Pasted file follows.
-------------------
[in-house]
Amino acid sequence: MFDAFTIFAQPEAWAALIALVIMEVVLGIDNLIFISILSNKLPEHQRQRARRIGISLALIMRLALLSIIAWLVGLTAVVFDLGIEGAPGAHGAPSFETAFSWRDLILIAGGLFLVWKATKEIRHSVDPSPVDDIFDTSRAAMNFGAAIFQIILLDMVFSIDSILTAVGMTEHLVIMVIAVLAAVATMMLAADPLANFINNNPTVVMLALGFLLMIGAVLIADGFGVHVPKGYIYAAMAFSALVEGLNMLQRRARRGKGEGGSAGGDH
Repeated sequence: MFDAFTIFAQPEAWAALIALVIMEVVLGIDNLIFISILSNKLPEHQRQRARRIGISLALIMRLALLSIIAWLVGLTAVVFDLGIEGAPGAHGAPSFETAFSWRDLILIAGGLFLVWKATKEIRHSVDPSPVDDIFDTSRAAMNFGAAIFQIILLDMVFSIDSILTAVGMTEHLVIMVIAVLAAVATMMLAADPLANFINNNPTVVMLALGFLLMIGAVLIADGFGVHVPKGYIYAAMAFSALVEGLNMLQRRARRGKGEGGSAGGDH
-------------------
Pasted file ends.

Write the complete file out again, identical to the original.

[in-house]
Amino acid sequence: MFDAFTIFAQPEAWAALIALVIMEVVLGIDNLIFISILSNKLPEHQRQRARRIGISLALIMRLALLSIIAWLVGLTAVVFDLGIEGAPGAHGAPSFETAFSWRDLILIAGGLFLVWKATKEIRHSVDPSPVDDIFDTSRAAMNFGAAIFQIILLDMVFSIDSILTAVGMTEHLVIMVIAVLAAVATMMLAADPLANFINNNPTVVMLALGFLLMIGAVLIADGFGVHVPKGYIYAAMAFSALVEGLNMLQRRARRGKGEGGSAGGDH
Repeated sequence: MFDAFTIFAQPEAWAALIALVIMEVVLGIDNLIFISILSNKLPEHQRQRARRIGISLALIMRLALLSIIAWLVGLTAVVFDLGIEGAPGAHGAPSFETAFSWRDLILIAGGLFLVWKATKEIRHSVDPSPVDDIFDTSRAAMNFGAAIFQIILLDMVFSIDSILTAVGMTEHLVIMVIAVLAAVATMMLAADPLANFINNNPTVVMLALGFLLMIGAVLIADGFGVHVPKGYIYAAMAFSALVEGLNMLQRRARRGKGEGGSAGGDH